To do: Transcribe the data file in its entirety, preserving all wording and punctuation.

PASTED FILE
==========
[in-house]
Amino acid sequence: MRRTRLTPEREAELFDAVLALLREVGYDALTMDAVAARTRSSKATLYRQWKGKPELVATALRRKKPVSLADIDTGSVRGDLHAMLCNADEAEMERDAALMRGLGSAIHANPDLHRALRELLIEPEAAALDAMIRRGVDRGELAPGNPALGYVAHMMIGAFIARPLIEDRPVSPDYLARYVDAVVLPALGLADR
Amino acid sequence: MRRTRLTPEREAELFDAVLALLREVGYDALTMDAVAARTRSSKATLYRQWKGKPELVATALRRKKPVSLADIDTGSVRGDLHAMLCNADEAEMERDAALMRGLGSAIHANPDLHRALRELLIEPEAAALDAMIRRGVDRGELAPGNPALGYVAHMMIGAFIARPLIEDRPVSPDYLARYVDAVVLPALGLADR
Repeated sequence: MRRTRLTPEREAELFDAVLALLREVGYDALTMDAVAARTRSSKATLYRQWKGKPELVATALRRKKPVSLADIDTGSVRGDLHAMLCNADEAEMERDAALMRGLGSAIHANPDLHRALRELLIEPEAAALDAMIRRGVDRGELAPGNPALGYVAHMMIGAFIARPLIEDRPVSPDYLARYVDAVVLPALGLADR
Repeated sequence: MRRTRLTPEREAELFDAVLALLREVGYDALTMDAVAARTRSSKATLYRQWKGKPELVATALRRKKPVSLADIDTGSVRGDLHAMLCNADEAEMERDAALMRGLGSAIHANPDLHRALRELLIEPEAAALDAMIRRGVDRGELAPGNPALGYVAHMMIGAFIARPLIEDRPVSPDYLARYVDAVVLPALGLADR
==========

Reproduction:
[in-house]
Amino acid sequence: MRRTRLTPEREAELFDAVLALLREVGYDALTMDAVAARTRSSKATLYRQWKGKPELVATALRRKKPVSLADIDTGSVRGDLHAMLCNADEAEMERDAALMRGLGSAIHANPDLHRALRELLIEPEAAALDAMIRRGVDRGELAPGNPALGYVAHMMIGAFIARPLIEDRPVSPDYLARYVDAVVLPALGLADR
Amino acid sequence: MRRTRLTPEREAELFDAVLALLREVGYDALTMDAVAARTRSSKATLYRQWKGKPELVATALRRKKPVSLADIDTGSVRGDLHAMLCNADEAEMERDAALMRGLGSAIHANPDLHRALRELLIEPEAAALDAMIRRGVDRGELAPGNPALGYVAHMMIGAFIARPLIEDRPVSPDYLARYVDAVVLPALGLADR
Repeated sequence: MRRTRLTPEREAELFDAVLALLREVGYDALTMDAVAARTRSSKATLYRQWKGKPELVATALRRKKPVSLADIDTGSVRGDLHAMLCNADEAEMERDAALMRGLGSAIHANPDLHRALRELLIEPEAAALDAMIRRGVDRGELAPGNPALGYVAHMMIGAFIARPLIEDRPVSPDYLARYVDAVVLPALGLADR
Repeated sequence: MRRTRLTPEREAELFDAVLALLREVGYDALTMDAVAARTRSSKATLYRQWKGKPELVATALRRKKPVSLADIDTGSVRGDLHAMLCNADEAEMERDAALMRGLGSAIHANPDLHRALRELLIEPEAAALDAMIRRGVDRGELAPGNPALGYVAHMMIGAFIARPLIEDRPVSPDYLARYVDAVVLPALGLADR